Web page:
From the West Macduff will be more obvious as you pass Whitehills, the Temple of Venus being very prominent. Keep that Temple open from the rest of the coast until you see Banff pierhead and then make for a point about two cables North by East of it before turning in. At night run in towards Macduff in the white sector of its pierhead light until Banff pierhead is abaft the beam before turning in. The harbour entrance lead-in marks are not painted so you should be careful not to confuse them with the other lampposts in their vicinity; at night their top lights are easily identified. (and are all round lights which can be seen from the West which helps to identify the harbour)
You should lean a bit towards the starboard side as you pass the harbour entrance and, as soon as the entrance to the inner harbour opens to port make straight for the middle of that. Previous instructions to scrape along the East Pier wall no longer apply though do not stray too far towards the beach in the outer harbour as it shelves quite rapidly towards that. Having said that, with a draft of a meter and on neap tides you can actually gain the harbour at Low Water – but you’ll be running along a breaking swell outside to do so!
Visitors are moored on the first pontoons on the right as you pass the “Railway Pier” or on the next hammerhead along.
For larger 10meter+ boats the berths against the North wall of the inner pier are used when available.
The charge (2018) unless you have an Aberdeen Council “Rover” pass is still £20 per night but that includes electrical hook up, water and showers.
It is possible to anchor out in the bay but is reputed to be very uncomfortable.
For further information they have a website at http://banffmarina.com
Shore power and water is available on all pontoon berths and......
...... in addition, water and power is supplied to both the shore compounds with a further water tap on the East Pier. There is a servicing pad and slip at the end of the first basin. Showers and toilets are situated adjacent to the HM’s office and are free of charge (toilets are open to the public during the day but have coded access by night). The pontoons are accessed by code so, if you intend arriving “out of hours”, you would be wise to ring the harbour master and obtain those codes before he goes home! (You need three separate sets of code; the pontoons, the toilets and the showers).
Petrol and diesel are a problem because of the distance involved (the nearest garage is across the bay in Macduff) but you will invariably find a local boat owner who can run you across with your cans or, if you need diesel you could make arrangements with the HM at Macduff and slip across the bay with the boat to refuel.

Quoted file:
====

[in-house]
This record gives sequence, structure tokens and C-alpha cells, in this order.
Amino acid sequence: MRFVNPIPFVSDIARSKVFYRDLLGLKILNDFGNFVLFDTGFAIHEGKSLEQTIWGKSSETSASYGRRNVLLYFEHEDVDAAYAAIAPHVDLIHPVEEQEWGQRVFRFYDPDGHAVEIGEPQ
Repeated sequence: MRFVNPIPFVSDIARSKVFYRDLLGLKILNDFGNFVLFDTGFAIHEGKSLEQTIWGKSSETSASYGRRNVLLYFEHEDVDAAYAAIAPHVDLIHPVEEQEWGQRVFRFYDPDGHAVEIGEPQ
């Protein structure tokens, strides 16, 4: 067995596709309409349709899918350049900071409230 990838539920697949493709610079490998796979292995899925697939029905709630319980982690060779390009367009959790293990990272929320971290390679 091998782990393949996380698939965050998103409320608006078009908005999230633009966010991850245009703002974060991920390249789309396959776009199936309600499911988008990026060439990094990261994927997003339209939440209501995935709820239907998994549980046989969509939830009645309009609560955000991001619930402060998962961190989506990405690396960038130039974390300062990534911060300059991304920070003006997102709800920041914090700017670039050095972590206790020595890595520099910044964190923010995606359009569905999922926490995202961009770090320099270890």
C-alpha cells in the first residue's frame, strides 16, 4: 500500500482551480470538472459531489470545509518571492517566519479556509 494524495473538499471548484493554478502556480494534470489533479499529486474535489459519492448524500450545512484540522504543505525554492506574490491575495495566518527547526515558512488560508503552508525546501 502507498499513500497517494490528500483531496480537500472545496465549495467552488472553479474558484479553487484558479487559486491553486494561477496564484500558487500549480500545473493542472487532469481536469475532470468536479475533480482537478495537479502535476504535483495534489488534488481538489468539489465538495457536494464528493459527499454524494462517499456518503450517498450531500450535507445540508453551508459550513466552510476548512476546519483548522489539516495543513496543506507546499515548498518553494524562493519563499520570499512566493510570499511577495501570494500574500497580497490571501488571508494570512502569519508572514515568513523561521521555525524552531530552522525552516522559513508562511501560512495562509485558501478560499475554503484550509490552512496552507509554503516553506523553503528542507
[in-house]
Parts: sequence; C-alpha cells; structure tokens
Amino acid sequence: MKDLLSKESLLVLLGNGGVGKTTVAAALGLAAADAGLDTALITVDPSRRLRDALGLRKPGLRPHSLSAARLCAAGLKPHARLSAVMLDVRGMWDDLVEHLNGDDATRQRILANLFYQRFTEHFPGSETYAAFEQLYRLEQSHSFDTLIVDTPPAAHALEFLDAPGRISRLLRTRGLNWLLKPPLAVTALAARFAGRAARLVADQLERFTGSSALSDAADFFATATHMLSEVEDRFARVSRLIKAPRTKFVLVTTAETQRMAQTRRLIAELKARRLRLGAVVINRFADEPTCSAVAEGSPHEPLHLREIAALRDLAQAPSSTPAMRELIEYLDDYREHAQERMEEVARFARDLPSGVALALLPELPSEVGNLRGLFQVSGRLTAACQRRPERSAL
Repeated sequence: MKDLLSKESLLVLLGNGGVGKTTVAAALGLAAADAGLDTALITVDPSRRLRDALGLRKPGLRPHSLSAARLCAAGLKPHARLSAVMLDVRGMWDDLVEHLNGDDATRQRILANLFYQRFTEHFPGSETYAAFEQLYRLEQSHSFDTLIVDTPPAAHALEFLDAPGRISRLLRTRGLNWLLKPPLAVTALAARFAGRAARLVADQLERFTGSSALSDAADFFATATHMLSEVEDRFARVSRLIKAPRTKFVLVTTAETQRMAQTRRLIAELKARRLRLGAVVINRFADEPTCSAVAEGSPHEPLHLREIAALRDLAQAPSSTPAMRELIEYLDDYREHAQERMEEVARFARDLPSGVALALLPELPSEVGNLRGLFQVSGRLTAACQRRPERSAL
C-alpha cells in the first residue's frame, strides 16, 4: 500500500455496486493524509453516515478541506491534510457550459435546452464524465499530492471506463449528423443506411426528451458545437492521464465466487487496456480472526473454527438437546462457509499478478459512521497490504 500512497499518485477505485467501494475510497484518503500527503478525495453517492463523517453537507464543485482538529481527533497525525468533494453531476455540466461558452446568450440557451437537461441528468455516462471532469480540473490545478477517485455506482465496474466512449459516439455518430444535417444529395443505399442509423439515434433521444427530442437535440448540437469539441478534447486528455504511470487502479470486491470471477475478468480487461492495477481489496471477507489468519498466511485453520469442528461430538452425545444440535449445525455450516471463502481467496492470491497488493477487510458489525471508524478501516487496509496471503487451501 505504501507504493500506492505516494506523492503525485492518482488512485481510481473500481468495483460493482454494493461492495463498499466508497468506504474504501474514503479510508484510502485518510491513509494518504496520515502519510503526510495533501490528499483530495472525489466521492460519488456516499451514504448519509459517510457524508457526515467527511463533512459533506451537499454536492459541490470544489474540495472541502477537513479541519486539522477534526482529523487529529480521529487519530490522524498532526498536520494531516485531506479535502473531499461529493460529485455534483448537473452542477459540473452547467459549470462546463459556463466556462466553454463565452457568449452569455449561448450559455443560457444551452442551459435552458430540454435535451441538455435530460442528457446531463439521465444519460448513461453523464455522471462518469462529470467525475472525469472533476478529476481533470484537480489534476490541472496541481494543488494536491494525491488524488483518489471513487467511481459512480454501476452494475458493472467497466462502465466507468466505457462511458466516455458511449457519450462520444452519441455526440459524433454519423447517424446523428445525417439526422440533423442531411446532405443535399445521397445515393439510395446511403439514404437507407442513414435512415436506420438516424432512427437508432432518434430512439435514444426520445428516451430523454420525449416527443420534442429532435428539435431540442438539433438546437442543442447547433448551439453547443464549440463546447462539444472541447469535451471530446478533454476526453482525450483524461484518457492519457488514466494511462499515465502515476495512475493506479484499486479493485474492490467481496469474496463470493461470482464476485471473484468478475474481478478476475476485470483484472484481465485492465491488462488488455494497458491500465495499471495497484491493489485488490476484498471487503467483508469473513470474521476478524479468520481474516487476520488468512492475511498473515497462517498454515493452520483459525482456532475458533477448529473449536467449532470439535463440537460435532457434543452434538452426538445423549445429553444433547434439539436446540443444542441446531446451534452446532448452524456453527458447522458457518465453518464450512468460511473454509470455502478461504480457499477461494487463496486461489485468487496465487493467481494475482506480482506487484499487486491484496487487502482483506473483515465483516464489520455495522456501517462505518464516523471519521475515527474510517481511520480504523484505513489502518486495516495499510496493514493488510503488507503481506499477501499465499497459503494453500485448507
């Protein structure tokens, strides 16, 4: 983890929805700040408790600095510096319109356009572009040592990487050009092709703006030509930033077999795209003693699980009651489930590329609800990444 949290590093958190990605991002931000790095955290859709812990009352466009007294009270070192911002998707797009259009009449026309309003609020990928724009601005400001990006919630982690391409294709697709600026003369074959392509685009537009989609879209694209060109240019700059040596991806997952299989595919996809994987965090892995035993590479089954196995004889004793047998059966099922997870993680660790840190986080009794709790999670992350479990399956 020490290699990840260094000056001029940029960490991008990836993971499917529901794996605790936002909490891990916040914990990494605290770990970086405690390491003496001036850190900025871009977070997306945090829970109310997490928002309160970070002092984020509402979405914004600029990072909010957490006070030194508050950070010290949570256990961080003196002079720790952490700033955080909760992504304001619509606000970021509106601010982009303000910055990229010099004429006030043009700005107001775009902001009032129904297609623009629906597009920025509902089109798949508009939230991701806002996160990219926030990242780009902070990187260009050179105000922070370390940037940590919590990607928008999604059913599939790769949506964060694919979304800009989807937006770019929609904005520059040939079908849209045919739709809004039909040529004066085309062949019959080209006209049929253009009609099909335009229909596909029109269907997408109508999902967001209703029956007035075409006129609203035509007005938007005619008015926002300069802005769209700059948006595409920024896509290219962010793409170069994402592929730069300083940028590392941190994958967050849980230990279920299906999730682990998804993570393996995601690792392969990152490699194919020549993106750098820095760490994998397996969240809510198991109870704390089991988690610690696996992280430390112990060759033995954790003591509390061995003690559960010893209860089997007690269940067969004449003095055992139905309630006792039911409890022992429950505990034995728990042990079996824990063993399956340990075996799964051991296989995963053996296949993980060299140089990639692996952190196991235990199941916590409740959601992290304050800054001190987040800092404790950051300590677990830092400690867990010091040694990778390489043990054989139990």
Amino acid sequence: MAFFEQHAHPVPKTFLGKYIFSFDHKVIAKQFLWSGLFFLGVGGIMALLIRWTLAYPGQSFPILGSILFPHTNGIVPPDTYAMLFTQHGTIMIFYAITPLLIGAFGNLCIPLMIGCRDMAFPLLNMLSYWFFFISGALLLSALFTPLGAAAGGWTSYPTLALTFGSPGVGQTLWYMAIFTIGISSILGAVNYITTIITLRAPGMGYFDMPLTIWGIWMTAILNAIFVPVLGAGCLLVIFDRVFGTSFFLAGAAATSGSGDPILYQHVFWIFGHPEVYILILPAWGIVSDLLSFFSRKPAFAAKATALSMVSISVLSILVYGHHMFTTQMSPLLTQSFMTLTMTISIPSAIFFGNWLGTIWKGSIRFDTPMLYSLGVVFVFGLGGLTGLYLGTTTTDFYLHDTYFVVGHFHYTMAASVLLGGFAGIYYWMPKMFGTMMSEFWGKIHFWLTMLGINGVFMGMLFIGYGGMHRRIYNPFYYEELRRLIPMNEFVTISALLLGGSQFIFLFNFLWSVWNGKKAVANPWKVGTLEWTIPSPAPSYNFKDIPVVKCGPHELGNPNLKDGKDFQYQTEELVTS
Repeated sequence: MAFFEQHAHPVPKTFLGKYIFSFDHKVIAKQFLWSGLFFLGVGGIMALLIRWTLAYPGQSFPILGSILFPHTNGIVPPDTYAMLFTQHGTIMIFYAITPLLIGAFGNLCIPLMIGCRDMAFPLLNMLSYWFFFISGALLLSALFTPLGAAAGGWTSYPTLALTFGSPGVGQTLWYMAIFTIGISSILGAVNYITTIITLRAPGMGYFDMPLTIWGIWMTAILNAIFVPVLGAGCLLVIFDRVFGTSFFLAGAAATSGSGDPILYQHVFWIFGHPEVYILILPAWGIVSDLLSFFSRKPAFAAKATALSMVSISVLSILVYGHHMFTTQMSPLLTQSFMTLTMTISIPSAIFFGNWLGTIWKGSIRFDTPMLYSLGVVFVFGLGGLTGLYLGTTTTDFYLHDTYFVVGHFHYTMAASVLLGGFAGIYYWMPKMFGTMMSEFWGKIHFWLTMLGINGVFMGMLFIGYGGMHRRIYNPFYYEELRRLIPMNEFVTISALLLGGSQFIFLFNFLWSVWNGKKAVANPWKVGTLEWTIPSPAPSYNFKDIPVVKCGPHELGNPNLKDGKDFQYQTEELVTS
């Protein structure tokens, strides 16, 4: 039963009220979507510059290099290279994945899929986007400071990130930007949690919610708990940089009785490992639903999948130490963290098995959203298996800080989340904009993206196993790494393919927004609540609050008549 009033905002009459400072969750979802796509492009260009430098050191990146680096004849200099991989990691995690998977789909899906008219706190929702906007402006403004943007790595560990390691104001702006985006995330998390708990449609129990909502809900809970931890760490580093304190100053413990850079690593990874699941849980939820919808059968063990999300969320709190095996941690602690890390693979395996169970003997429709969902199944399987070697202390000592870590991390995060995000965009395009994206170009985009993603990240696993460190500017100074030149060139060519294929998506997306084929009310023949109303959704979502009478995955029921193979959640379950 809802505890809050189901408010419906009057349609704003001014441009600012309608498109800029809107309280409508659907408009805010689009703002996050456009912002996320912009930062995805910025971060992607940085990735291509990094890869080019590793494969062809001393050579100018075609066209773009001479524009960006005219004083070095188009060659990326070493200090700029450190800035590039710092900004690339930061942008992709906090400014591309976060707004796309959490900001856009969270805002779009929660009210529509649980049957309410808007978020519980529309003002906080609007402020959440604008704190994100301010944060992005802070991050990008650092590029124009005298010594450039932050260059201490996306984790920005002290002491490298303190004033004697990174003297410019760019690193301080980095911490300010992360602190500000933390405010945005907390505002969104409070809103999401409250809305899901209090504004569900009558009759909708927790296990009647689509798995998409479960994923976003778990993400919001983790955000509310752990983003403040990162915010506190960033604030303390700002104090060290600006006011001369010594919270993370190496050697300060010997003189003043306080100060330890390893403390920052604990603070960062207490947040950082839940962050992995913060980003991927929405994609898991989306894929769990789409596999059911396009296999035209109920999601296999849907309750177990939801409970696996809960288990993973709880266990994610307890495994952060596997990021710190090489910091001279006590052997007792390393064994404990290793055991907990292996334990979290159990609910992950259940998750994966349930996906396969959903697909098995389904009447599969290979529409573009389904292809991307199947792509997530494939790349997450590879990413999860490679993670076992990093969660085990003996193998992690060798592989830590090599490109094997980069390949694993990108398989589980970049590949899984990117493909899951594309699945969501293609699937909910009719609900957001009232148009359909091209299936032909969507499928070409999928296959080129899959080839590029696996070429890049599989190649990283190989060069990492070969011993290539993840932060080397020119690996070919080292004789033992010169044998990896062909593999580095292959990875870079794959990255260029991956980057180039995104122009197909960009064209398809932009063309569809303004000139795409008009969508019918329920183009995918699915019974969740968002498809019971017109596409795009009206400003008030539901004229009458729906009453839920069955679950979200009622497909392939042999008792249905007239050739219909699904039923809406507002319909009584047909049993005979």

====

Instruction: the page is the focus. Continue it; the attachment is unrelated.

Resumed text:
Update 2016 Buccaneer now carry small stocks of both Calor and Camping Gaz refills
Buccaneer is situated over the bay in Macduff and can supply all your boatie’s needs and is very helpful. There is also a DIY shop up on the High Street for things like Meths, White Spirit etc.
This is where Banff wins over other harbours on this coast. It has two high end hotels with restaurants and bars, a good pub (The Ship) just along from the harbour and on Lower Street (within walking distance) a Chinese take away (bit greasy), an Indian takeaway (excellent), and a pizza/kebab shop (good value).
To add to that there is a large Tescos about ten minutes walk from the harbour and a Morrisons (Co-Op) further around the corner. There is a bakery and butcher on the High Street along with a PO and Chemists. There is also an emporium called the “Spotted Bag Shop” which sells everything at knock down prices, is renowned along this coast and must be visited as you are bound to find something you didn’t even know you needed!
If you have children aboard you mustn’t miss a trip to the Aquarium at Macduff; it’s well stocked and jigged for children’s enjoyment and a real boon on a rainy day. For adults a visit to Duff House on the on the way to the Deveron Bridge can be really interesting and they often have events or art exhibitions.
Other than that there is the COAST Art festival early in the summer and the Aquarium in Macduff (regular bus service from Banff). There are the remains of Banff Castle to be seen and also Duff House to the South of the town which is linked to the National Gallery of Scotland and nearly always has an Art exhibition.
The library on the High Street has free access to the internet but has strange, part time opening hours.